Baroque Theatrics

At the age of sixteen, Isabella d'Este was able to speak Greek and Latin as well as play the lute, sing, dance and debate. She was very well-educated and her political talent benefited Mantua while she was ruling. When her husband left, Isabella governed the city on her own, and after he died she took over his job. She showed great leadership skills in 1509 when she became Chief of State in Mantua.

At this time she also founded a school for young women where they had to observe a strict code of morals. She was a significant patron of the arts and wrote over two thousand letters during her lifetime in which she commented on everything from politics to war. That was the closest that any woman at that time ever got to writing history.

Isabella d'Este
Titian, Isabella d'Este, 1536.











Elisabeth de Valois

The influence of humanism is clear in Sofonisba's attention to the individuality and humanity of her subjects
The Creation of Eve
Sofonisba Anguissola, Portrait of Elisabeth of Valois, 1563 - 1565.











The Chess Game

Sofonisba Anguissola, The Chess Game, 1555.











linear perspective = mathematic system for depicting the illusion of depth on a
two-dimensional surface invented in the Renaissance


School of Athens

Raphael, School of Athens, c. 1510 - 1511.











School of Athens
School of Athens
one point perspective
two point perspective










male gaze = a theory introduced by Laura Mulvey's 1975 essay "Visual Pleasure in Narrative Cinema that examines the activity of looking in classic Hollywood cinema. Mulvey posited that because the story is usually told from the white heterosexual male protagonist's point of view, the viewer is assumed to also be white, male and heterosexual. Prompted by this theory, art historians have traced this idea of looking back to the Renaissance when artists, through the invention and use of linear perspective began to imagine their viewer to be male.
Holy Trinity
Trinity perspective
Masaccio, Trinity with the Virgin, Saint John the Evangelist, and Donors, c. 1425 - 1428.
Trinity perspective diagram











Four of Sofonisba's five sisters were also trained painters, but not her brother. The second eldest sister, Elena, also studied under Bernardino Campi but abandoned painting to become a nun. Two of the other sisters ended their artistic pursuits when they married, and the last died at an early age. Sofonisba would become the first internationally recongnized woman artist.
Portrait of the Artist's Sisters and Brother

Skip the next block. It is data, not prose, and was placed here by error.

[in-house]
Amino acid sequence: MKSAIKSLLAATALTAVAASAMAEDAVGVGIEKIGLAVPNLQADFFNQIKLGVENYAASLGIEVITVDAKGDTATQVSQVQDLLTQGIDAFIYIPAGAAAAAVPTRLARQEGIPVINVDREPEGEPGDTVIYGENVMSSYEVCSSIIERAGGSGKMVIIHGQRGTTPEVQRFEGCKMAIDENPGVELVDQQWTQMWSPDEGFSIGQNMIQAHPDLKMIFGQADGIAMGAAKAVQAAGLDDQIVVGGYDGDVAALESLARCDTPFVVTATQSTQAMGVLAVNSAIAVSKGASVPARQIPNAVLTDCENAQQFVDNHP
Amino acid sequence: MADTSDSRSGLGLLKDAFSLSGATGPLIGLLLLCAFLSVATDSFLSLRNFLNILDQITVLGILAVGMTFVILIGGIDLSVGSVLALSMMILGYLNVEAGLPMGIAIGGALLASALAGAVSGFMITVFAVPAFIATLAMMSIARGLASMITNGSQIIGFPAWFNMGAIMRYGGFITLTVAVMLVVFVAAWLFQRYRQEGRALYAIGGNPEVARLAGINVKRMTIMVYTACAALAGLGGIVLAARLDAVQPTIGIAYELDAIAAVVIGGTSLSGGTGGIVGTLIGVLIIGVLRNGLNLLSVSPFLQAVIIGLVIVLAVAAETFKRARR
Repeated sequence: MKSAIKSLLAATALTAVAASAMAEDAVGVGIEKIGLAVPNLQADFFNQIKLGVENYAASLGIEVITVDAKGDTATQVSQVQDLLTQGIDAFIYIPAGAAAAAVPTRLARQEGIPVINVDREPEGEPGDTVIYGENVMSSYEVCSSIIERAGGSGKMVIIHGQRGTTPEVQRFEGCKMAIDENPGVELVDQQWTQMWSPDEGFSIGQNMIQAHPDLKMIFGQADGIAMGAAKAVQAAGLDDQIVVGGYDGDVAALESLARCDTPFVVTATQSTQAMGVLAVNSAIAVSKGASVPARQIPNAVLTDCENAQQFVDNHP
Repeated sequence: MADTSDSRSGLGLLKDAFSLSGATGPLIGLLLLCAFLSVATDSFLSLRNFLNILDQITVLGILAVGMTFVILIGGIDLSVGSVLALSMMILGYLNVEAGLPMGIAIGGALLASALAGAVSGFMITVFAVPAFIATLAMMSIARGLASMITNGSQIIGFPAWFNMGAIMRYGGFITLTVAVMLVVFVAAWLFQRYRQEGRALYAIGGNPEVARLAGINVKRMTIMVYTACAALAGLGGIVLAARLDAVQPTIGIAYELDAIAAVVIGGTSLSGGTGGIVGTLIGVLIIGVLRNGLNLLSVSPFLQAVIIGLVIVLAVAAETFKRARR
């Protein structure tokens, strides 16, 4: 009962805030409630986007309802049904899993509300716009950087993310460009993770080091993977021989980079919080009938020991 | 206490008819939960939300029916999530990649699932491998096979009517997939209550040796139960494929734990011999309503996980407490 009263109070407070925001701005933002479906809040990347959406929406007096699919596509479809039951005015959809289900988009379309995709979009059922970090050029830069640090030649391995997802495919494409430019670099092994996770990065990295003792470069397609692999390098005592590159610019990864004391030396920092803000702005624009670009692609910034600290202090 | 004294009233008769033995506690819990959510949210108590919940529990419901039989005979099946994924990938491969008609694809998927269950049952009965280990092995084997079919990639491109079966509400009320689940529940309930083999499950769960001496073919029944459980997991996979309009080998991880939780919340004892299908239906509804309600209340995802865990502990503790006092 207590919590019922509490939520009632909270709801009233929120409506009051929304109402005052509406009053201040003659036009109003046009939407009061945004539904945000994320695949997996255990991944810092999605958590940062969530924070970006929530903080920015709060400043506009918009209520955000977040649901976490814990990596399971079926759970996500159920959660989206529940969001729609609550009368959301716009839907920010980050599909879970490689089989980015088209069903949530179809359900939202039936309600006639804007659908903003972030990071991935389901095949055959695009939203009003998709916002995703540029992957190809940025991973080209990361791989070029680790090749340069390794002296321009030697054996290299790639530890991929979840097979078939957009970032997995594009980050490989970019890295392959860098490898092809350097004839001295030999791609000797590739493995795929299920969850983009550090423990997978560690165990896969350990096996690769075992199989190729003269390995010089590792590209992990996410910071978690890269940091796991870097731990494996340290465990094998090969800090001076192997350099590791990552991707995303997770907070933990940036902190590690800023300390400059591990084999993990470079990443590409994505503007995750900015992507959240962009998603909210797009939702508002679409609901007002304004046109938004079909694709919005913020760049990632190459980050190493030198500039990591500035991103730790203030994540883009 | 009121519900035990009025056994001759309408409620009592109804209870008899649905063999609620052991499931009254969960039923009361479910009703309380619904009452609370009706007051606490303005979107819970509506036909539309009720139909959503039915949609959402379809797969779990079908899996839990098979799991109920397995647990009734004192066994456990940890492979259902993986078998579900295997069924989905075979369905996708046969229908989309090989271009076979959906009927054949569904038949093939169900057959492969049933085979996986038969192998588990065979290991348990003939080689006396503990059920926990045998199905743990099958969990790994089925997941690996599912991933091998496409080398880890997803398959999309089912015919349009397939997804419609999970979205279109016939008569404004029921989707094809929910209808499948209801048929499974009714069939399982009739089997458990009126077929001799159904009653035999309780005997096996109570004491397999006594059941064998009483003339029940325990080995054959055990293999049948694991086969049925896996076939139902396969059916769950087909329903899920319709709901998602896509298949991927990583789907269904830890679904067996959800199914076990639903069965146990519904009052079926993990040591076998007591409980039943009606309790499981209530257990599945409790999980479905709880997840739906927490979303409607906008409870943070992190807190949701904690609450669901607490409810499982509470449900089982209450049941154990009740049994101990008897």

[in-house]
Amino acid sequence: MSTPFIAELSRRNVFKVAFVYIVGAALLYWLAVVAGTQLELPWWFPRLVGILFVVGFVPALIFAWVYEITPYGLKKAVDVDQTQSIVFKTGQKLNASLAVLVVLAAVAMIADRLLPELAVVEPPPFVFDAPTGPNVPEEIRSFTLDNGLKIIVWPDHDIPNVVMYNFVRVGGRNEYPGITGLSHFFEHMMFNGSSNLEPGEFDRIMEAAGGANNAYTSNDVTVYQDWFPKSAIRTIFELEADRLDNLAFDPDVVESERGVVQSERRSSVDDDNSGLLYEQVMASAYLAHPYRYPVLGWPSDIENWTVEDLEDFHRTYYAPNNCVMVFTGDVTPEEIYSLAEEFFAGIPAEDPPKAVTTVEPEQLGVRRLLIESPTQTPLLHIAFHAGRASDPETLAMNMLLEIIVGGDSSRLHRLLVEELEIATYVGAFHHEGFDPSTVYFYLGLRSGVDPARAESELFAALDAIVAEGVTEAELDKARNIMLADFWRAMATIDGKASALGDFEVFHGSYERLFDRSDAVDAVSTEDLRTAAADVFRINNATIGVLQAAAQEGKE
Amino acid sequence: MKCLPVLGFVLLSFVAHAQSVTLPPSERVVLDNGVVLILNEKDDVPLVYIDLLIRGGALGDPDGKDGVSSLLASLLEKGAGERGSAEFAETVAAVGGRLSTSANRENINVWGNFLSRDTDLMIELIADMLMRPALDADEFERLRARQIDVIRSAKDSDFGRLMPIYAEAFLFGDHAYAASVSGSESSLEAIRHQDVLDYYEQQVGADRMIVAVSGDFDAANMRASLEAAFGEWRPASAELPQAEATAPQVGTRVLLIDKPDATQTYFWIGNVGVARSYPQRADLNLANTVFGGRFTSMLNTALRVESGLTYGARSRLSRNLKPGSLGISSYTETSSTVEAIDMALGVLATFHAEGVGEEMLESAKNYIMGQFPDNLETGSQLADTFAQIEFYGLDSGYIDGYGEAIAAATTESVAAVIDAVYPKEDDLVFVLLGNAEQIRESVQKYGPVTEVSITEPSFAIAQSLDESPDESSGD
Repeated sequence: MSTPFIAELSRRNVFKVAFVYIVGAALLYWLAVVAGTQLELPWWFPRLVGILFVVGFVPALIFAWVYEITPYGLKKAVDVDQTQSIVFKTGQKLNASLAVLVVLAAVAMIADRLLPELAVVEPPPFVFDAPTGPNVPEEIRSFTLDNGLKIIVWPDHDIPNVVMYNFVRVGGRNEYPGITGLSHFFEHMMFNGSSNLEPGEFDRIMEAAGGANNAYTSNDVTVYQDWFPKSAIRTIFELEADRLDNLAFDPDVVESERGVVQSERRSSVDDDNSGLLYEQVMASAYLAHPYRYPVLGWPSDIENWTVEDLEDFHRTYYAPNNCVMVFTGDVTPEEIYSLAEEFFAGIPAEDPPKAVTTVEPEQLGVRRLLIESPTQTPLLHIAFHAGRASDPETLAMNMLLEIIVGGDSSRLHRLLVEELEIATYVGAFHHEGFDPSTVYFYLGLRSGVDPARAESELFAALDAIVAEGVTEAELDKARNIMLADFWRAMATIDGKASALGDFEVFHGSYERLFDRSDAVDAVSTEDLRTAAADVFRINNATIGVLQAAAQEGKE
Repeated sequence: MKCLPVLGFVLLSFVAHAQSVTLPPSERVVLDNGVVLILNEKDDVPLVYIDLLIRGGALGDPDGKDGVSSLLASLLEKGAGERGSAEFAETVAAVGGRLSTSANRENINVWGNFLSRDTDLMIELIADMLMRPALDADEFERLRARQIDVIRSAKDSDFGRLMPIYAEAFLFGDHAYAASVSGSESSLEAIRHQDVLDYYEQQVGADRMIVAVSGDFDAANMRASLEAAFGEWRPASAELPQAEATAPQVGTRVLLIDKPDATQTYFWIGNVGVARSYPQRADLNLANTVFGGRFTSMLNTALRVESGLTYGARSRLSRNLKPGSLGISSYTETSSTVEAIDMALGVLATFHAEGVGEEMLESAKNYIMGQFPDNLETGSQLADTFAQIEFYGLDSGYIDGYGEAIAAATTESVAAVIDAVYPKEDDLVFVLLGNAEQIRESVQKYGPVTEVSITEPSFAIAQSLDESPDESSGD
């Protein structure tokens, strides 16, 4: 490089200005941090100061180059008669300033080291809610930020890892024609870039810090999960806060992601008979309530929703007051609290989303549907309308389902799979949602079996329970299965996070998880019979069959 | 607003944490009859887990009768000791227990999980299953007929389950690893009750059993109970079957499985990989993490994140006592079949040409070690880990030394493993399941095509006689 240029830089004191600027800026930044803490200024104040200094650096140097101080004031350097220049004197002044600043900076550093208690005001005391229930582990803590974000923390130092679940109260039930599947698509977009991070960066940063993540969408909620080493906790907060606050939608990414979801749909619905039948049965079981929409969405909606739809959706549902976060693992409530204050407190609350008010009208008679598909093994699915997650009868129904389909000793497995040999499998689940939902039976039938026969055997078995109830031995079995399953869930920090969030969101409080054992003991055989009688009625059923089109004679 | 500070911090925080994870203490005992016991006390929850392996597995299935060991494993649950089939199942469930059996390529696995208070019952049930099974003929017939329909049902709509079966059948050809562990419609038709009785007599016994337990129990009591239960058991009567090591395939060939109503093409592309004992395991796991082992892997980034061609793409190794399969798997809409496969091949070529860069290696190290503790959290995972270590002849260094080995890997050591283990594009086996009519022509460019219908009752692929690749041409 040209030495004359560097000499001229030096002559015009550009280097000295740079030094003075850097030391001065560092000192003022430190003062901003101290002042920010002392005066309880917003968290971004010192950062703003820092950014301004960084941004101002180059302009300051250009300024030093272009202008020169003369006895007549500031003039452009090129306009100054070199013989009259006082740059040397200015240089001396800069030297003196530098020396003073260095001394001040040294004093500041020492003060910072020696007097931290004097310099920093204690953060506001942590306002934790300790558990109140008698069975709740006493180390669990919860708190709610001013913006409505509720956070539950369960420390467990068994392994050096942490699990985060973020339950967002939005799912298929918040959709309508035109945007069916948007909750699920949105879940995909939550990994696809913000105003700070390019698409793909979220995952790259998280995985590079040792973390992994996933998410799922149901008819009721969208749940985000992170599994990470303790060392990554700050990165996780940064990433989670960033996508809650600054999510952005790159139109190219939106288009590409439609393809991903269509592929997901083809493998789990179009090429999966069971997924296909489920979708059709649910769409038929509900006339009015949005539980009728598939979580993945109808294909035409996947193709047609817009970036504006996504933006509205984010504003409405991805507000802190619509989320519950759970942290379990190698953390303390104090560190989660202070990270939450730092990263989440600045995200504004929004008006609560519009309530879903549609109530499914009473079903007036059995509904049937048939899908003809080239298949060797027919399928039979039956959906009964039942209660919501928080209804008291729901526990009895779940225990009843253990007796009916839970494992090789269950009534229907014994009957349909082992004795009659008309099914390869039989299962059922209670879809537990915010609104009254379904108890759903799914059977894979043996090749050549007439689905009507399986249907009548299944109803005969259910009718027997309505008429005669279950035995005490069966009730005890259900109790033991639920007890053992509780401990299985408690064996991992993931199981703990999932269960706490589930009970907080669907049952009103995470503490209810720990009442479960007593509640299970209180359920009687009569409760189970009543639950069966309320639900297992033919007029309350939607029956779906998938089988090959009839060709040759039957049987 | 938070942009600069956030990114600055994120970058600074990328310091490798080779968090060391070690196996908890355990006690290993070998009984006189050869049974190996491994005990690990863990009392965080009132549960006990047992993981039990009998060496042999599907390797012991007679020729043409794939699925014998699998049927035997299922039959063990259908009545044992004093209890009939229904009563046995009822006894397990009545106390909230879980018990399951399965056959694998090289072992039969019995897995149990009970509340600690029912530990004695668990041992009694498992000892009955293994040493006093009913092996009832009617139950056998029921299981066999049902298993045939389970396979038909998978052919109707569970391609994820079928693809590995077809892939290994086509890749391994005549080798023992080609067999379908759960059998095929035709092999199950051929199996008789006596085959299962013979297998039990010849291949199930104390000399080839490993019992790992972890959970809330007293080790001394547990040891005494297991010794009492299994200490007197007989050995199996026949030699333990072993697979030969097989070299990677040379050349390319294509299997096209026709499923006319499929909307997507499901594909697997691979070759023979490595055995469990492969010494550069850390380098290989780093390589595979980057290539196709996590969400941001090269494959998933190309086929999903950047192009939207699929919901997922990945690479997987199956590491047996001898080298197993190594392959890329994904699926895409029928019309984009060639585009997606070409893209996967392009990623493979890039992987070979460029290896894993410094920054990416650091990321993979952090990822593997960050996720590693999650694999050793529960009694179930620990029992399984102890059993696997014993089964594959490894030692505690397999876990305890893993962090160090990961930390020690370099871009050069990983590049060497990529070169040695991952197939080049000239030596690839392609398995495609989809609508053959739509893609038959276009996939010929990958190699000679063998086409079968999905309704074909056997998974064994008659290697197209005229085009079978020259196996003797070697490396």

Sofonisba Anguissola, Portrait of the Artist's Sisters and Brother, c. 1555.









Why Have There Been No Great Women Artists?

Portrait of a Lady

  • Women historically not allowed similar education as men
  • Use of linear perspective required knowledge of mathematics, something women were viewed incapable of understanding
  • Realism demanded an intimate, anatomical knowledge of the body. Women were considered too "delicate" to handle seeing naked strangers let alone understand the complexities of anatomy.
  • Professional artists were expected to travel frequently, but numerous restrictions prevented women from ever traveling
  • Women not allowed same exhibition /professional opportunities
Rogier van der Weyden, Portrait of a Lady, c. 1460.











The value of media was categorized with paint considered superior to all other media
  • Women often only allowed to work in media not traditionally considered "fine art"
  • Women often worked in media that were not typically signed
  • Women often worked in perishable media
  • Numerous works by women remain falsely credited to male artists
Cosimo Tura and Francesco Cossa,
The Triumph of Minerva, c. 1470.











There are over 100 documented works by Lavinia Fontana, but only 32 signed and dated works are known to survive today. Twenty-five additional works have been attributed to Fontana, making hers the largest known body of work for any female artist prior to 1700.
Lavinia Fontana, Portrait of a Noble Woman and Her Dog, 1580.











Portrait of a Woman with her Lap Dog

Consecration to the Virgin

Lavinia Fontana, Portrait of Ginevra Aldrovandi Hercolani, c. 1595.
Lavinia Fontana, Consecration to the Virgin, 1599.











Noli Me Tangere

noli me tangere = latin for don't touch me

The traditional understanding of John 20:17 posits that after the resurrection, Mary Magdelene recognizes Christ in a garden and reaches out for him to verify what she believes she is seeing.  Christ's response has long been interpreted as "don't touch me." However, the gospel was written in Greek and the phrase was improperly translated.  A more accurate interpretation of the Greek phrase, Μή μου ἅπτου, may be "stop clinging to me."

Lavinia Fontana, Noli Me Tangere, 1581.









Lavinia Fontana, Self-Portrait at the Spinnet, 1577.